The Arizona law also prohibits other laws that might interfere with the ability of law enforcement to enforce the immigration laws. This is a good thing as it prevents any Arizona municipality from becoming a "sanctuary city". Some lefty mayor looking for more votes won't be able to game the system in order to win election.
Some, like Medved, wonder what will happen once this law is in effect. Will profiling take place? I hope so. But not only of the racial variety, but of the linguistic variety. Anyone who can't speak English should be under suspicion of being illegal. It's only logical. Are Hispanics now expected to carry papers, like the Jews in 1930's Germany? Not exactly. But aren't we all required to carry identification when we drive or seek to do various business? And if we are arrested for any reason, aren't we expected to identify ourselves with our legal names, and legal places of residence? I can easily provide a birth certificate if one is requested, as it has been for the last dozen or so jobs for which I applied. Why should it be any different for someone suspected of being here illegally, whether that person is Hispanic or not? And look, like most terrorists are youngish Arabs, most illegals are Hispanic looking/sounding. No, not all, but the Polish illegals will get theirs eventually as well.
What will we do with them? Are we to round them all up, and if so, where do we put them and how do we transport them? Stupid question. Who says that we have to get them all right away? Who says that once we show we are no longer going to protect illegals, but follow the law, that many of them won't start leaving of their own accord just to prevent the major hassle? And really, as far as transporting them, how did they get here in the first place? So they ride a crowded bus. Big deal. Many rode in the back of a trailer sitting on the floor. Some merely walked across. We can round them up, lock them up until we can transport them all on our own terms and timetables. If our facilities get crowded with illegals awaiting deportation, we'll just back off on the round ups until the facilities are emptied.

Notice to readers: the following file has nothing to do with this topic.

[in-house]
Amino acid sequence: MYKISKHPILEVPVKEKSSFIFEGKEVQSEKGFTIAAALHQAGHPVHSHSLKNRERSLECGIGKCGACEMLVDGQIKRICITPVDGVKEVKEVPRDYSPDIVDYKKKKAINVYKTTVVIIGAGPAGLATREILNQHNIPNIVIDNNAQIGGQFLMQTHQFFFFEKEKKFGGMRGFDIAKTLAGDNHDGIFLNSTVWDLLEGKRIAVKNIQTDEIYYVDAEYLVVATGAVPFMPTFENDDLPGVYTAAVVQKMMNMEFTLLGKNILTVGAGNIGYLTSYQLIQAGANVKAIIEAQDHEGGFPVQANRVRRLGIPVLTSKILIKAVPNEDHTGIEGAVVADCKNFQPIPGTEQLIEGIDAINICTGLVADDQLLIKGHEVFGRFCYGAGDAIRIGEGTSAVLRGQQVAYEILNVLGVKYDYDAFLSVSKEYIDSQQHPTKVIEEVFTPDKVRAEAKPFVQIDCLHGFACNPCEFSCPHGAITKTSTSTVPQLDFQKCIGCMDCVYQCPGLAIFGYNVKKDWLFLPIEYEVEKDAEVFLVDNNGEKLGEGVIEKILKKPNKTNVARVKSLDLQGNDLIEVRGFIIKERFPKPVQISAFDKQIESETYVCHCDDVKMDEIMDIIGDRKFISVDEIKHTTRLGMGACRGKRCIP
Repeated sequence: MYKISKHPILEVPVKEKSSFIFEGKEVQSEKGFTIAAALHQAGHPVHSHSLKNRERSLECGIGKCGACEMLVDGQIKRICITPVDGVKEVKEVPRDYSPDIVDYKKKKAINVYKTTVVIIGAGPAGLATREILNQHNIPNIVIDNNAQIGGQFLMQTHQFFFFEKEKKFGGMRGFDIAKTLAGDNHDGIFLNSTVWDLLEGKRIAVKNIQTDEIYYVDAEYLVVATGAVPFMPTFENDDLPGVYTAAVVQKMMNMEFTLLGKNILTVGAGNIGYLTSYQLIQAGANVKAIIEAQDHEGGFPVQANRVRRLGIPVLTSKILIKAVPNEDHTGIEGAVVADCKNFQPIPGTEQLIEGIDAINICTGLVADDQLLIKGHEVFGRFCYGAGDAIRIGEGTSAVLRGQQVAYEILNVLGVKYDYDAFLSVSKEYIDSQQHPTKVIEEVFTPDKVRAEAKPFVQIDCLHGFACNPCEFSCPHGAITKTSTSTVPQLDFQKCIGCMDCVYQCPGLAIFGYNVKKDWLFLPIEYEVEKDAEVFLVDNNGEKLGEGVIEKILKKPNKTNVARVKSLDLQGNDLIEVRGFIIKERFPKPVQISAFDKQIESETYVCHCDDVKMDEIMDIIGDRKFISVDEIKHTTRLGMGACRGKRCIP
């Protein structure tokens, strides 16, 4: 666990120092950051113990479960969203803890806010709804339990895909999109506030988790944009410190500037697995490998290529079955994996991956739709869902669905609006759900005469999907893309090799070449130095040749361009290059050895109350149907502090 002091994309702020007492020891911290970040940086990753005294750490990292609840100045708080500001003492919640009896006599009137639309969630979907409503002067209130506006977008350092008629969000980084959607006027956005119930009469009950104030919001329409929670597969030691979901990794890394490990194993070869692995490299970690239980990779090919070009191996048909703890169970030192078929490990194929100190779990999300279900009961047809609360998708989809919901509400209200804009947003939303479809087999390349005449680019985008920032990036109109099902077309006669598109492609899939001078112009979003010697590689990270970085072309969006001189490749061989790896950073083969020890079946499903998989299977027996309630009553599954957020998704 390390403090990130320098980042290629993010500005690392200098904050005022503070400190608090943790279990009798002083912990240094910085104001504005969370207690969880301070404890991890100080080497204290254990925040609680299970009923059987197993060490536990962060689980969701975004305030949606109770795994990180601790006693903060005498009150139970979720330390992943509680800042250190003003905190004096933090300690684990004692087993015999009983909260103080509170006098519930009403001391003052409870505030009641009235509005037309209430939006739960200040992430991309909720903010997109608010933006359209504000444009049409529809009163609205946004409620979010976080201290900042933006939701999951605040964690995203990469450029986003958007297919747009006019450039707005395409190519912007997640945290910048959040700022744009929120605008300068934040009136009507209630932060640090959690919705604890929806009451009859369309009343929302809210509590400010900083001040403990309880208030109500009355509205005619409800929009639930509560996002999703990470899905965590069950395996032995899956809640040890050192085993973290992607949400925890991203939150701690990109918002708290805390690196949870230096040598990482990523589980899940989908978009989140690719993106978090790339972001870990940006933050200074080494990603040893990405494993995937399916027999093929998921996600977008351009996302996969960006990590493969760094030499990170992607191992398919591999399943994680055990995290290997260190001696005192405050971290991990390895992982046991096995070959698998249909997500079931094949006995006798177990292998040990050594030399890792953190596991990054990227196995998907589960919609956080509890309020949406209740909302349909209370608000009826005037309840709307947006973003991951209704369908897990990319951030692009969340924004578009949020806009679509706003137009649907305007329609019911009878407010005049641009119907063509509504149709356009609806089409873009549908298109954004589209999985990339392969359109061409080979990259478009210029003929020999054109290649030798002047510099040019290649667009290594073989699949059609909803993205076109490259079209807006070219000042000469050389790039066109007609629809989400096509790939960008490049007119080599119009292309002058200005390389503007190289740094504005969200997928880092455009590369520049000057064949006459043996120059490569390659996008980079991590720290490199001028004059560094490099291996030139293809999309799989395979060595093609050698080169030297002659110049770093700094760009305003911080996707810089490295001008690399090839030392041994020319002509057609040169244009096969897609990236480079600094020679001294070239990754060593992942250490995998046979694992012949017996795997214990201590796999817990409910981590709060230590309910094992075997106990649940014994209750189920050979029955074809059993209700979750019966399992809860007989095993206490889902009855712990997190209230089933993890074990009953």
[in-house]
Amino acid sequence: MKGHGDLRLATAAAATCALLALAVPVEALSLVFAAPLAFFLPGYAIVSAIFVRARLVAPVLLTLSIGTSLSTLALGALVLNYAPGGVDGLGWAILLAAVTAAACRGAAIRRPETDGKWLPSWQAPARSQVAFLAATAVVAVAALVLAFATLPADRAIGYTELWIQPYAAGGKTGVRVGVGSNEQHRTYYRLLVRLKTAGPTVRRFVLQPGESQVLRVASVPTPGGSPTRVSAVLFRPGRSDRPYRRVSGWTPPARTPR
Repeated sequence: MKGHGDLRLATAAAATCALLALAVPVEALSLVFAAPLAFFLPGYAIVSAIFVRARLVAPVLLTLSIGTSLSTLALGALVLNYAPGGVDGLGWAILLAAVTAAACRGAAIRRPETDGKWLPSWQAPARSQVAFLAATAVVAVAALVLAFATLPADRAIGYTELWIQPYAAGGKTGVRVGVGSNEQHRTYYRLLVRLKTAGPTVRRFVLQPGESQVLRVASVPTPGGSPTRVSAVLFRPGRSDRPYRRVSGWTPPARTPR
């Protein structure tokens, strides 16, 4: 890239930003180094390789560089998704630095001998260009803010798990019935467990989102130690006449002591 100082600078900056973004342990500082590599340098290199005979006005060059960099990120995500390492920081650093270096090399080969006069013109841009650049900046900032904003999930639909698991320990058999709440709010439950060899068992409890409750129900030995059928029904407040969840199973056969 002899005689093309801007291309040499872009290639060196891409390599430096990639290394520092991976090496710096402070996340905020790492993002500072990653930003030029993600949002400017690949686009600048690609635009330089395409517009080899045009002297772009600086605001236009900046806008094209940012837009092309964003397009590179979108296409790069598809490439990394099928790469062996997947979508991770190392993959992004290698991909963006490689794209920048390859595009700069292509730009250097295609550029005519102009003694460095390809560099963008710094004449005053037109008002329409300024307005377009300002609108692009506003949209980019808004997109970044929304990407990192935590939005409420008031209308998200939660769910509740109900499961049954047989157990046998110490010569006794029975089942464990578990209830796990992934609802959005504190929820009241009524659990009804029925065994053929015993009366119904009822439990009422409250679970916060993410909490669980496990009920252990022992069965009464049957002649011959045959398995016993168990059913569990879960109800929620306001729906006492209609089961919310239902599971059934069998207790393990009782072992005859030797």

What of the children? Some are born here and are Americans! Assuming there are no legal Americans willing to take them in, they simply go back to their parent's country of origin with their parents.
This new Arizona law, for all intents and purposes, only does what existing laws are supposed to be doing. Enforcement. I applaud the Arizona governor for signing this bill. I hope more states adopt the law as well. The reform of our immigration policy must begin with enforcement of existing laws. It must begin with strengthening and securing our borders. All illegals must be deported and made to stand in line behind all those who are seeking entry in the legal manner, if any still exist.